A hedge fund founder serving the longest prison term ever given for insider trading also will be writing the government another big check.
Raj Rajaratnam, a one-time billionaire convicted last year of trading on inside information, will pay nearly $1.45 million to settle a civil case brought by the Securities and Exchange Commission, court documents show. A federal judge on Thursday approved the deal, which requires Rajaratnam to pay the settlement within 90 days and waive any right to appeal it.
The documents say the settlement includes $1.29 million representing "profits gained and losses avoided" as a result of trading on tips from a former Goldman Sachs Group Inc. director convicted separately in June. The settlement also includes $148,000 in prejudgment interest.
The Sri Lanka-born Rajaratnam, who founded the New York-based Galleon Group of hedge funds, previously was ordered to pay a record $92.8 million civil penalty to the SEC.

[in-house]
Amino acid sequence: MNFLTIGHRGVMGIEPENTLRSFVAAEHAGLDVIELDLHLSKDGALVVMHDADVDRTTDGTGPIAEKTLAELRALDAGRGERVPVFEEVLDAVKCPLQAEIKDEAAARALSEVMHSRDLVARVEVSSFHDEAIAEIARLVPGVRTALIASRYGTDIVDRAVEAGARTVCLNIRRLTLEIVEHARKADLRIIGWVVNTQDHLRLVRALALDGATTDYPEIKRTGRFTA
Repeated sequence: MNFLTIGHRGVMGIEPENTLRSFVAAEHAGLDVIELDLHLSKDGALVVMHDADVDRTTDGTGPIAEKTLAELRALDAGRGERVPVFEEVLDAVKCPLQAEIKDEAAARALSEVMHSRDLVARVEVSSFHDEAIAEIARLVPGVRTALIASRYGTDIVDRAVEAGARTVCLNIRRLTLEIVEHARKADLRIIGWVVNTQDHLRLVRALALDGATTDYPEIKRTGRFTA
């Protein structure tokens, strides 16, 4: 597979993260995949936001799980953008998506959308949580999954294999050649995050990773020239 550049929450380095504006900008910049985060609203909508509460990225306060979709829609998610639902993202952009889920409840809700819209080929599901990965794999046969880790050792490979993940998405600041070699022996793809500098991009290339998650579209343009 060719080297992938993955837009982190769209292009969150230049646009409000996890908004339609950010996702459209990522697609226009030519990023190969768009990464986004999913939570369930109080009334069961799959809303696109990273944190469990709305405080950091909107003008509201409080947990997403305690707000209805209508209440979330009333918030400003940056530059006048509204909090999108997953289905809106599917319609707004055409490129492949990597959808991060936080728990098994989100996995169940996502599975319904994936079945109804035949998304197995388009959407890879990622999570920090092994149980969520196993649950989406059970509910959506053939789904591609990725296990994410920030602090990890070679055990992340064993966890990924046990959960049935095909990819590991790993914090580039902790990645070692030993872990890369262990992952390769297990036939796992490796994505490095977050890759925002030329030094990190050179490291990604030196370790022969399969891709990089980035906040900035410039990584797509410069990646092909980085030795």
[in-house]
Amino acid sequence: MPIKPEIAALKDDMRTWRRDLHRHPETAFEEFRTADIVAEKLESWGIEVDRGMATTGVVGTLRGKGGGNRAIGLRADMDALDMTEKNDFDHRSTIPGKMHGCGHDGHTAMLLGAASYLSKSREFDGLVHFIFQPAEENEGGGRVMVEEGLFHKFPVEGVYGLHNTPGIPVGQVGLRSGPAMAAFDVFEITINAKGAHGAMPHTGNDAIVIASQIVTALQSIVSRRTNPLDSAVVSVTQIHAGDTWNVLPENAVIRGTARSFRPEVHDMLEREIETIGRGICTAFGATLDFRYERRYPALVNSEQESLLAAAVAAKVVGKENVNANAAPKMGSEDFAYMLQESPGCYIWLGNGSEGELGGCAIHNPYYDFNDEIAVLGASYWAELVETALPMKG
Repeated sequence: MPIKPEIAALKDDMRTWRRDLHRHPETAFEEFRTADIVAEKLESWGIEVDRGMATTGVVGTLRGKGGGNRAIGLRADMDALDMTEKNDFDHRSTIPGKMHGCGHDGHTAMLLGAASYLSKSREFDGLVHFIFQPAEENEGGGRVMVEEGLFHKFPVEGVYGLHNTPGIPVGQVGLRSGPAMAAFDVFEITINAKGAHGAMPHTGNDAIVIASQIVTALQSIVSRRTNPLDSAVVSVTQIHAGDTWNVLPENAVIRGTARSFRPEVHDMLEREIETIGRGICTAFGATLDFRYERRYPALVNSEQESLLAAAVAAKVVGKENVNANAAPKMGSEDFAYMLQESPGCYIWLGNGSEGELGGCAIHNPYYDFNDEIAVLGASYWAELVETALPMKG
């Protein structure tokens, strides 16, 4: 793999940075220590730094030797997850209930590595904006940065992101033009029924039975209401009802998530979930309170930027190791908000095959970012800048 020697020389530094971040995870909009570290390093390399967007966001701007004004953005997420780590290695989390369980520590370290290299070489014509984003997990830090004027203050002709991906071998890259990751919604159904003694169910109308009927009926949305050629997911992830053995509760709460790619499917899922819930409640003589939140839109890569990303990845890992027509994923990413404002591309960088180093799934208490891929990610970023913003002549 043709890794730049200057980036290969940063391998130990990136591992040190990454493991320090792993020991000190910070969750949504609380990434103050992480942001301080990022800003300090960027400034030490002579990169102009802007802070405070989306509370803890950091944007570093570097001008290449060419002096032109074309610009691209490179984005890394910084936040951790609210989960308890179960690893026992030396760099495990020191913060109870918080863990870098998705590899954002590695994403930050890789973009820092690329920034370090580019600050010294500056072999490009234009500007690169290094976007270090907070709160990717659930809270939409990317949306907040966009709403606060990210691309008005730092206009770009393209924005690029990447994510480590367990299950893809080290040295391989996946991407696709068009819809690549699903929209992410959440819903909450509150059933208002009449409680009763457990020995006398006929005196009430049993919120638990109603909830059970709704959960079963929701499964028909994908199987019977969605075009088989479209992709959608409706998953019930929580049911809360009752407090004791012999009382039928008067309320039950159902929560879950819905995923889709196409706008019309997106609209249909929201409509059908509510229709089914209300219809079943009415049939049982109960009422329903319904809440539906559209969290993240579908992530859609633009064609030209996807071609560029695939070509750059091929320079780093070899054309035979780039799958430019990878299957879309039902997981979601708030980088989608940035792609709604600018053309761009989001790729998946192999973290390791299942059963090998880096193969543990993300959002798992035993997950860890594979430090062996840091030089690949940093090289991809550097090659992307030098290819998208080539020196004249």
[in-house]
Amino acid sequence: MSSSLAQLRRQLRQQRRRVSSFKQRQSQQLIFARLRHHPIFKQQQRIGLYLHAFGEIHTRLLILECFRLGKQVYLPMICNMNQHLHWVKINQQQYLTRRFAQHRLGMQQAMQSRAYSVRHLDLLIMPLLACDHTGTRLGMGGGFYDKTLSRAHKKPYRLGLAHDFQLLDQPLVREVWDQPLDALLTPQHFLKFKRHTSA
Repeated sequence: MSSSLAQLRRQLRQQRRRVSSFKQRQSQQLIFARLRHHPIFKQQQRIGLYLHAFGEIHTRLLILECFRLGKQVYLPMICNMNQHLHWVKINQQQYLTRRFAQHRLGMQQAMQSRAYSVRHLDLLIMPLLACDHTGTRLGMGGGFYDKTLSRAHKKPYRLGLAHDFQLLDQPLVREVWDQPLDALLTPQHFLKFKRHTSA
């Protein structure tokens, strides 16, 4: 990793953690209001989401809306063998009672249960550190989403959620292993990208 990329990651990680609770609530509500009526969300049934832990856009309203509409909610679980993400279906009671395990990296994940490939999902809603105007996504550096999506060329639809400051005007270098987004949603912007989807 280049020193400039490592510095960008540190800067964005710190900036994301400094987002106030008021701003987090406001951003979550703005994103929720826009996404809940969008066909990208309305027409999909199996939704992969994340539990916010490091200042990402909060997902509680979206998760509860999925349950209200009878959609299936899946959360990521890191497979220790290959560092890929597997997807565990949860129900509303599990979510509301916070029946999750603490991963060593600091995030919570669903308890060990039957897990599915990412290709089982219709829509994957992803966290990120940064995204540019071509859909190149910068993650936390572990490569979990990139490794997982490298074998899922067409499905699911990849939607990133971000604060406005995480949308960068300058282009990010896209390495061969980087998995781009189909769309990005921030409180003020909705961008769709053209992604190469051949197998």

In the criminal case against him, he was fined $10 million and was ordered to forfeit $53.8 million in what U.S. District Court Judge Jed Rakoff said last year were illicit profits from trading on confidential corporate information.
Prosecutors said Rajaratnam earned as much as $75 million in illegal profits in a case that resulted in more than two dozen convictions. They said he acted on secrets he got from friends and colleagues in the securities industry and at public companies.
Rajaratnam was convicted thanks largely to wiretaps prosecutors used to back up their claim that he made a fortune by coaxing a crew of corporate tipsters into giving him an illegal edge on blockbuster trades in technology and other stocks. His defense argued that the tapes revealed nothing more than that he was doing his duty by asking questions about information already circulating in the "real world" of high finance.
Rajaratnam, 55, is serving 11 years at a Massachusetts federal prison and has appealed.